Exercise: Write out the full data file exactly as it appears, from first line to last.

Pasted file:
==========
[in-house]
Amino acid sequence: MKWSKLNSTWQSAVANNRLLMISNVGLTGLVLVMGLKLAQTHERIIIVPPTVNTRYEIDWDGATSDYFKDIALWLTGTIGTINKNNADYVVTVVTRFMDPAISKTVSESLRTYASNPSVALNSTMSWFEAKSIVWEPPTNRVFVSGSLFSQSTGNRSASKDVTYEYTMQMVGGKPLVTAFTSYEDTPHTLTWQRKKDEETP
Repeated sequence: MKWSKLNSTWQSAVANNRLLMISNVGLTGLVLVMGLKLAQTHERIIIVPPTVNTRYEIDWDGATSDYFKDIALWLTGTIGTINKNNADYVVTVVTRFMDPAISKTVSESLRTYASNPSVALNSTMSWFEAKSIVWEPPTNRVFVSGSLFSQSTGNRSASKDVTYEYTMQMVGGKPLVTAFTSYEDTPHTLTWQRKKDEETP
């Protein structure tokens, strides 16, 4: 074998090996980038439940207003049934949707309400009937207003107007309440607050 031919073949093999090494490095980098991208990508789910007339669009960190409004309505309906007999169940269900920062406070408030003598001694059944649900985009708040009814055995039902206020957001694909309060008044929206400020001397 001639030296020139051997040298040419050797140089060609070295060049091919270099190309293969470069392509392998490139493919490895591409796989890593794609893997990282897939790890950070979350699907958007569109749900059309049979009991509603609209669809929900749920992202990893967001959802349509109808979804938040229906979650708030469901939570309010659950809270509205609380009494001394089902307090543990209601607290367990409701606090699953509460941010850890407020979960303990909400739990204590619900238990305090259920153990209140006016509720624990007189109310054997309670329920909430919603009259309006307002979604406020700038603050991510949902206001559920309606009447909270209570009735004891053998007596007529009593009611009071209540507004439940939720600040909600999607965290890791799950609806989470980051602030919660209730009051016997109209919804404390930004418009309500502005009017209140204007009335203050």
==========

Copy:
[in-house]
Amino acid sequence: MKWSKLNSTWQSAVANNRLLMISNVGLTGLVLVMGLKLAQTHERIIIVPPTVNTRYEIDWDGATSDYFKDIALWLTGTIGTINKNNADYVVTVVTRFMDPAISKTVSESLRTYASNPSVALNSTMSWFEAKSIVWEPPTNRVFVSGSLFSQSTGNRSASKDVTYEYTMQMVGGKPLVTAFTSYEDTPHTLTWQRKKDEETP
Repeated sequence: MKWSKLNSTWQSAVANNRLLMISNVGLTGLVLVMGLKLAQTHERIIIVPPTVNTRYEIDWDGATSDYFKDIALWLTGTIGTINKNNADYVVTVVTRFMDPAISKTVSESLRTYASNPSVALNSTMSWFEAKSIVWEPPTNRVFVSGSLFSQSTGNRSASKDVTYEYTMQMVGGKPLVTAFTSYEDTPHTLTWQRKKDEETP
């Protein structure tokens, strides 16, 4: 074998090996980038439940207003049934949707309400009937207003107007309440607050 031919073949093999090494490095980098991208990508789910007339669009960190409004309505309906007999169940269900920062406070408030003598001694059944649900985009708040009814055995039902206020957001694909309060008044929206400020001397 001639030296020139051997040298040419050797140089060609070295060049091919270099190309293969470069392509392998490139493919490895591409796989890593794609893997990282897939790890950070979350699907958007569109749900059309049979009991509603609209669809929900749920992202990893967001959802349509109808979804938040229906979650708030469901939570309010659950809270509205609380009494001394089902307090543990209601607290367990409701606090699953509460941010850890407020979960303990909400739990204590619900238990305090259920153990209140006016509720624990007189109310054997309670329920909430919603009259309006307002979604406020700038603050991510949902206001559920309606009447909270209570009735004891053998007596007529009593009611009071209540507004439940939720600040909600999607965290890791799950609806989470980051602030919660209730009051016997109209919804404390930004418009309500502005009017209140204007009335203050």